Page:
Initial jobless claims and the onset of recession: updated
- by New Deal democrat
Last week I wrote that, compared with the onset of previous recessions, in which a rise of initial claims of 10% or more off the bottom was almost always required, the current situation only appeared to support slow growth but not actual contraction.
This week's number makes for an even more dramatic comparison. As of now initial claims are less than 2% higher than their lowest point in the recovery:
Suffice it to say that we are now well below the lower bound of the past conditions required for consistency with the onset of actual economic contraction.
With the addition of this week's data, once again last year's pattern of an increase during the second quarter which subsided in the third quarter is so far being repeated this year:
When we measure weekly, as opposed to by the 4 week average, we see that the two lowest weekly claims reports of the entire recovery have been this month:
If, despite new lows in weekly claims being made and the 4 week average being only 1%+ off its bottom, we are in a recession anyway, then initial jobless claims have lost almost all use as leading indicators.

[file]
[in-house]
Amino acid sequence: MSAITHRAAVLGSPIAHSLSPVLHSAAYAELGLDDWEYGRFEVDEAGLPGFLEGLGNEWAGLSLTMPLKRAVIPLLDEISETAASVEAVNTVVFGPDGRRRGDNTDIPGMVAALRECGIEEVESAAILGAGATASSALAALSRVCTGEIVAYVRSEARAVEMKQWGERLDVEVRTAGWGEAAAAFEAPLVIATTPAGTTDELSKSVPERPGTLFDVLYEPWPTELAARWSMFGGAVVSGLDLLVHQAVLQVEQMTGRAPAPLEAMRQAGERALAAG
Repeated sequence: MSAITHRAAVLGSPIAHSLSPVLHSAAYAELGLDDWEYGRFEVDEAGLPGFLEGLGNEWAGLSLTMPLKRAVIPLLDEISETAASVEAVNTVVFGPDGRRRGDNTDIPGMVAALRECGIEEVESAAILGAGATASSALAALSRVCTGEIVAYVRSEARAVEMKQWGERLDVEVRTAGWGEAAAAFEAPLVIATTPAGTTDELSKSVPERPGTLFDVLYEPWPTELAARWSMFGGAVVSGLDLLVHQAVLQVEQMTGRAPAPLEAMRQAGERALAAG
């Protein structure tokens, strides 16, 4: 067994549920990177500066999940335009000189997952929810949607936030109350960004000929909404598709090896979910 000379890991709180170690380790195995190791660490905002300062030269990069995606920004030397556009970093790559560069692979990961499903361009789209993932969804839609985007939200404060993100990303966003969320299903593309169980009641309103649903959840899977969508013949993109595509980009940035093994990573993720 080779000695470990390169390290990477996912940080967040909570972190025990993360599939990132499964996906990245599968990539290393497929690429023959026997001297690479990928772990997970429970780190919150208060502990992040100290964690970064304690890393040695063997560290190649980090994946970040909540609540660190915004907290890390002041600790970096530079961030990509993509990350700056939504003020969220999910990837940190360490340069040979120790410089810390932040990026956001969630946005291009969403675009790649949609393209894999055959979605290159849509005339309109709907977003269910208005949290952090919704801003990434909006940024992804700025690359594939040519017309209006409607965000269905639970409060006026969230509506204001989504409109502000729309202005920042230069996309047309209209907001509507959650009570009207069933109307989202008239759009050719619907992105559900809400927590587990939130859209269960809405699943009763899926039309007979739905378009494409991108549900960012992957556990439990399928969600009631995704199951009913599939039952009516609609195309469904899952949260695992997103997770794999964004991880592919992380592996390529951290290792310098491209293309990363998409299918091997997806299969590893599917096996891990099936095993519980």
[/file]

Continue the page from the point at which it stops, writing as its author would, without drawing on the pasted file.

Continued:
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The Bonddad Economic History Project
At the beginning of 2012, I decided to start looking at the actual, statistical history of the US economy starting in 1950. The reason is simple: to find out what really happened. So, when you see title of a post that begins with a year such as 1957, followed by "employment" or "Fed policy: you know what it's for. You can also access the information by typing in BE for Bonddad econ and a year to find information on a particular year.
Here is a link to pages that contain links to all the posts on the years listed.